AC/DC performed too. AC/DC!!!! How many archeologists do you think it took to get those fossils up on stage?

The lead singer from ELO showed up to play a medley of songs. Read that again, and then go look at a calendar. Nope – you’re correct on both counts. I did say ELO and it is 2015. I like ELO, but I’m IN MY FORTIES. Seeing gangly Taylor Swift dancing to ELO music which she probably knows from commercials for luxury sedans, is just embarrassing for everyone involved.

Miranda Lambert performed a song called Little Red Wagon which was just the worst song I’ve ever heard… and I’ve heard a LOT of shitty songs. I’ll give her this much though – she looks like she could seriously FUCK someone up with that special kind of country crazy she’s got going. I’d shit my overalls if I ever met her alone on a dusty Oklahoma dirt road.

A new and beautiful country singer named Brandy Clark showed up to do a song with Dwight Yoakam. Yes, the Dwight Yoakam of Dwight Yoakam’s Macaroni Mouth Poppers and Dwight Yoakam’s Li’l Riblets:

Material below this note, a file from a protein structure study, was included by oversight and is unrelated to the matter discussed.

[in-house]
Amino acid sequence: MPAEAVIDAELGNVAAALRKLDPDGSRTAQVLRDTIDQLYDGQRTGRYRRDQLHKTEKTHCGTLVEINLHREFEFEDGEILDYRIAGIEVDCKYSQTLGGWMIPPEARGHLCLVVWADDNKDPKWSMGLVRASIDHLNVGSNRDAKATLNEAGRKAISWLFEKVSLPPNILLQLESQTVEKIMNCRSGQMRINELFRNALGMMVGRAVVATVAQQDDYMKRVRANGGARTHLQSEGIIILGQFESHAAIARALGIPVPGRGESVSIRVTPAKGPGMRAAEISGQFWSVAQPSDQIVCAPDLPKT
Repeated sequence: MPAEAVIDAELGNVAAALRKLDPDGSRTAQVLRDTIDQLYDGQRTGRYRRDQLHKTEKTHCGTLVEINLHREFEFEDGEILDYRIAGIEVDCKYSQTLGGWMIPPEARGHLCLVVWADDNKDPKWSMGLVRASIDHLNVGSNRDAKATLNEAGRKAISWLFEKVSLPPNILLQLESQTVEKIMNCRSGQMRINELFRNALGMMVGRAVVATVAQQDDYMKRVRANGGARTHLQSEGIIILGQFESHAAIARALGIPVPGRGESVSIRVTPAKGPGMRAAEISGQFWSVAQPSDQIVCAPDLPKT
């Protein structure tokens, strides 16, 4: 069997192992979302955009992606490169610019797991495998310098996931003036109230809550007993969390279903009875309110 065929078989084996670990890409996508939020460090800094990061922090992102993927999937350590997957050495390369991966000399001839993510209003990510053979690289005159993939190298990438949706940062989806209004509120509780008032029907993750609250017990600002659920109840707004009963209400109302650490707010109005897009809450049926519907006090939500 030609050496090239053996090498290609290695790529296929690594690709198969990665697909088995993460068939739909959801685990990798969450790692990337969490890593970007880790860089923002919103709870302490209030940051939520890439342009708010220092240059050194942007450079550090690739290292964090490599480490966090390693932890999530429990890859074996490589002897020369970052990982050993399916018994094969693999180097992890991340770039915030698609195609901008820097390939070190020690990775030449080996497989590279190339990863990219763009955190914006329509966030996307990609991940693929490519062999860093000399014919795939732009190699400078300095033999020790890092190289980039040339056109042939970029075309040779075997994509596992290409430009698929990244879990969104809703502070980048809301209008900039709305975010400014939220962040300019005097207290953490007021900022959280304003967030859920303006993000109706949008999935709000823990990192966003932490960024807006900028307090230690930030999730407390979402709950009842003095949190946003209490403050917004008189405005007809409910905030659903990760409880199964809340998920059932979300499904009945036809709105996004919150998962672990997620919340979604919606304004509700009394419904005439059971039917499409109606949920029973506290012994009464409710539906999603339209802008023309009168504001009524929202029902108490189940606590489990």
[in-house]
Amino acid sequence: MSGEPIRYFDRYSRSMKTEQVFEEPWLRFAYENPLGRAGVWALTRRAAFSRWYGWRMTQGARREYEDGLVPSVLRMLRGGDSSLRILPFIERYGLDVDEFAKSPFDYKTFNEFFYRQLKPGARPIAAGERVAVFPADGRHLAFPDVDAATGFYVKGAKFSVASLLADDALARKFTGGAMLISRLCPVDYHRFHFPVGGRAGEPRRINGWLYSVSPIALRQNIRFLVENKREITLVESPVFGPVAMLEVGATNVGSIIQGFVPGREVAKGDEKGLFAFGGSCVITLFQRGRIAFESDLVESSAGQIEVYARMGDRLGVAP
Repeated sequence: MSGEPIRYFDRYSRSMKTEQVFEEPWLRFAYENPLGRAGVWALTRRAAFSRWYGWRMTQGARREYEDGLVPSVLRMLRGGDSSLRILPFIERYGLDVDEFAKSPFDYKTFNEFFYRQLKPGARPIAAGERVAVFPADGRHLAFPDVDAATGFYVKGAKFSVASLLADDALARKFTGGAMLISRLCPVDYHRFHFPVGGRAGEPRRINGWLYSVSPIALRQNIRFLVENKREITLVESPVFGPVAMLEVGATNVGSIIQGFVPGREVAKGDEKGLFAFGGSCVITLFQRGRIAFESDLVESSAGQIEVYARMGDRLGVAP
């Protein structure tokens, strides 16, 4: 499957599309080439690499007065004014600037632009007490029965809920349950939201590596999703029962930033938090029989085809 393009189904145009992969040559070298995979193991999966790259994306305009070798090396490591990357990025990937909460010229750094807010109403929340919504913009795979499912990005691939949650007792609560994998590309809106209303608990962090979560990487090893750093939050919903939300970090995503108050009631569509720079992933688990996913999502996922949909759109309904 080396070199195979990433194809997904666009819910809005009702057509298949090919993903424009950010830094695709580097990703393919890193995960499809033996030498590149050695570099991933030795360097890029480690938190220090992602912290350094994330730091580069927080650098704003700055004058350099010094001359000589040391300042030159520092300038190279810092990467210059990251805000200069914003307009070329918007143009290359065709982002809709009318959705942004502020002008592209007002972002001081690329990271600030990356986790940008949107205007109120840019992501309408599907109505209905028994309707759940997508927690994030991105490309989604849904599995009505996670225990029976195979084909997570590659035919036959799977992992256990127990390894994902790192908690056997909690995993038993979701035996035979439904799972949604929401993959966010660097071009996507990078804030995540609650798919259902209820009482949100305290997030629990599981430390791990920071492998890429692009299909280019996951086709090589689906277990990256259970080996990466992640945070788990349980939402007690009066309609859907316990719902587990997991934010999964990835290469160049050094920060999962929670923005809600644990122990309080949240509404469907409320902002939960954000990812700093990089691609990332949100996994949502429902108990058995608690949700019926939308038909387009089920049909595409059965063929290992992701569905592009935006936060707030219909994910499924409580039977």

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Beck and Chris Martin performed a song together, but everyone fell into a coma before it was over and has no recollection of the performance. Chris Martin has officially become musical GHB. You have no idea what the fuck happened, but you know it wasn’t good.

There were more performances but nothing that warranted comment – even Katy Perry’s performance was uneventful. She sang some slow, god-loving song about domestic abuse (sure football association, I’ll take your money for the halftime show!!) but there were no dancing sharks and singing beachballs so no one cares.

And now that I’ve wasted a chunk of work time watching grammy performances, I can spend the rest of the day getting worked up about something else.

Deedee is a writer, dancer, cat herder, and wine drinker. Her boobs are at least four times bigger than mine. She probably doesn’t like you.

Rainbow Colors: guest post by Adrienne Losh